Tommy Lee Jones on Playing a Fiery Congressman in ‘Lincoln’

WRITER’S NOTE: This article was written in 2012.

t’s not just Daniel Day-Lewis and Sally Field who give excellent performances in Steven Spielberg’s well-received “Lincoln.” The entire cast is superb in a variety of roles which helped bring to life the tale of how the Thirteenth Amendment of the United States Constitution was passed. One performance which really stands out in particular is Tommy Lee Jones’ as fiery abolitionist congressman Thaddeus Stevens. Time Magazine put Jones at number nine on their list of the Top 10 Movie Performances of 2012 with Richard Corliss describing him as giving “a flinty, inspiring turn.”

Whenever Jones is onscreen, he is a powerful presence and injects this role with both seriousness and a sense of humor as we watch him disassemble the egos of his fellow congressmen for daring to go against the idea of abolishing slavery. Stevens proves to be as obsessed about getting the Thirteenth Amendment passed as U.S. Marshal Samuel Gerard was about capturing Dr. Richard Kimble in “The Fugitive,” and Jones is as entertaining to watch in “Lincoln” as he is intense.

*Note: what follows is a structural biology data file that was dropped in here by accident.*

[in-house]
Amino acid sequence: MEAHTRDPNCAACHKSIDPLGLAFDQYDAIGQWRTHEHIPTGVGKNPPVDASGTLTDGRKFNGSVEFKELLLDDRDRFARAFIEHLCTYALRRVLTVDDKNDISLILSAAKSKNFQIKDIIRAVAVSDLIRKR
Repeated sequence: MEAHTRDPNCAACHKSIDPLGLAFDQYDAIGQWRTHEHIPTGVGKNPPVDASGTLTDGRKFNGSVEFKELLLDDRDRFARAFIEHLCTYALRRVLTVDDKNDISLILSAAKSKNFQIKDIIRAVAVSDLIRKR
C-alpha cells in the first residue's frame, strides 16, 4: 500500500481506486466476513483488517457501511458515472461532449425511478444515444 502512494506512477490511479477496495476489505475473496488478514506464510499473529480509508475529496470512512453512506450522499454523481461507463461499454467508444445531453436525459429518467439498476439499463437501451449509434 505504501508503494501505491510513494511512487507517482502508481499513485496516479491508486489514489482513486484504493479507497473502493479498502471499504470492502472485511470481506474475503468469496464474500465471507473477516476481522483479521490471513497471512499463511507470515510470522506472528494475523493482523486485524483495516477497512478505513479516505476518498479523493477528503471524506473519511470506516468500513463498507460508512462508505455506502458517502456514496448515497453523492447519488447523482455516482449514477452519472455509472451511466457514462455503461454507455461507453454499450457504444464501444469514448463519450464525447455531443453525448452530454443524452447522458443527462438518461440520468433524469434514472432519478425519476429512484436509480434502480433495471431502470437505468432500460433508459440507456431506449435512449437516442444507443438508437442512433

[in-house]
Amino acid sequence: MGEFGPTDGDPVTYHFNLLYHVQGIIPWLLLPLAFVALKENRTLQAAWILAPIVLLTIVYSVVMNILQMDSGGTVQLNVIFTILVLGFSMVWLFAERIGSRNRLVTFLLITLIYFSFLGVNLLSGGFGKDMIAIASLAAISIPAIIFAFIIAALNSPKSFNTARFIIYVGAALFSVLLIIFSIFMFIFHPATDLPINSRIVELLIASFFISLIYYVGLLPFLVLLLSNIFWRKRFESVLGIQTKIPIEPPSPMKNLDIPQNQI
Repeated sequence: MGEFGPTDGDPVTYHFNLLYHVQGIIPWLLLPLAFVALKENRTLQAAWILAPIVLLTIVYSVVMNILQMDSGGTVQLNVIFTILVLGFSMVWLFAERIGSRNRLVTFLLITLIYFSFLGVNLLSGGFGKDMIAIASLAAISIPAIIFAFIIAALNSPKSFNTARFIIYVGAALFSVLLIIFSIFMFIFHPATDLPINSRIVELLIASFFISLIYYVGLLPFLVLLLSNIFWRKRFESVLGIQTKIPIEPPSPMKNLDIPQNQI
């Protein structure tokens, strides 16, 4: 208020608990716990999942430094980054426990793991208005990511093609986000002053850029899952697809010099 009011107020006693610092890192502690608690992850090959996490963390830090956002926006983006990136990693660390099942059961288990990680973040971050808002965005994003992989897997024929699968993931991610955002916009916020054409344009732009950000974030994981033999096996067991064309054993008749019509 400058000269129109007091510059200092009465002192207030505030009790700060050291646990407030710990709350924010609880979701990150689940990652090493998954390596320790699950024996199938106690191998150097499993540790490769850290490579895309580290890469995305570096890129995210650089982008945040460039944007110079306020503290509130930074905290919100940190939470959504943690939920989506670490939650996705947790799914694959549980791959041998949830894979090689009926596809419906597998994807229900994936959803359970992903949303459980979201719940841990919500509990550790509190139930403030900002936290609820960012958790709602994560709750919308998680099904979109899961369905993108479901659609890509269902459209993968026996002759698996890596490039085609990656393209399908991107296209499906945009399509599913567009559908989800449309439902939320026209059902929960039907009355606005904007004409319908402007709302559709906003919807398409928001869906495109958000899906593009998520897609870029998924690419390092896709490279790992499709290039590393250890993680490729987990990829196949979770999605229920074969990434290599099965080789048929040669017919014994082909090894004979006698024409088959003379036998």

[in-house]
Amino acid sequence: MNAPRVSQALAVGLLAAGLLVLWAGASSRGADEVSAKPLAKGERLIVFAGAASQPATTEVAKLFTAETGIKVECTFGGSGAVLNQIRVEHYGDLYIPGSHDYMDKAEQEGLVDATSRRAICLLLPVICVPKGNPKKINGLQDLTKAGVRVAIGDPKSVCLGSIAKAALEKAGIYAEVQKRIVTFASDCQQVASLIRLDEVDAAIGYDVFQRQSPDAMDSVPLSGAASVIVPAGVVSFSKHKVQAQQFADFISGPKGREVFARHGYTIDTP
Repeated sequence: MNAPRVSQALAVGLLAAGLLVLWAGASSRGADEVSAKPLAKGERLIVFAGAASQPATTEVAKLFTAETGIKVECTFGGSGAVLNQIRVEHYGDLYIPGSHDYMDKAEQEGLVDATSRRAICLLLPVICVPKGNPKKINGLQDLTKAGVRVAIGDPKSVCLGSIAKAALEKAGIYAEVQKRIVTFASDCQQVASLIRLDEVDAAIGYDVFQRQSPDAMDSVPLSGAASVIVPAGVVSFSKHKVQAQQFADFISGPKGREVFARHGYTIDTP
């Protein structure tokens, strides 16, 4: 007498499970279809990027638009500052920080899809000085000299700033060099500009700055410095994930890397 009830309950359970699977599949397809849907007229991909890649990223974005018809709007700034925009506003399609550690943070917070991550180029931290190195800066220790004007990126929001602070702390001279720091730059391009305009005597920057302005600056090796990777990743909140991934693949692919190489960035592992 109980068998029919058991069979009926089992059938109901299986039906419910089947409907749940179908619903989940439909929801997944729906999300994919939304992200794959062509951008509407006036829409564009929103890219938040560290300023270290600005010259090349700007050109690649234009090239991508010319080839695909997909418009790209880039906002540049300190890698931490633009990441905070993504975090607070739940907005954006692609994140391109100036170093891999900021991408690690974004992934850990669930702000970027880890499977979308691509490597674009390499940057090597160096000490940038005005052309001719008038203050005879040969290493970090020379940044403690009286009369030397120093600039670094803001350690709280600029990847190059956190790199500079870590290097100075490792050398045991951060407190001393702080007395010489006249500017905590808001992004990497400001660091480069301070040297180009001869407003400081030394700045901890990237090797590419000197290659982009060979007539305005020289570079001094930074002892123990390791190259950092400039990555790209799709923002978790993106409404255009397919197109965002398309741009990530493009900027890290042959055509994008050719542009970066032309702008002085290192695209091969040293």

While most people are aware of whom Abraham Lincoln is, many are not as familiar with Thaddeus Stevens. Known as a Republican and one of the most powerful members of the House of Representatives, Stevens was described as being witty, sarcastic and quite the flamboyant speaker. Jones did a lot of research on Stevens and described him to Bill Goodykoontz of AZcentral.com as “a radical Republican abolitionist during the (Civil) War, with a very severe policy of Reconstruction during the war.” But Jones really got at the heart of his character when he described Stevens to Randee Dawn of Variety.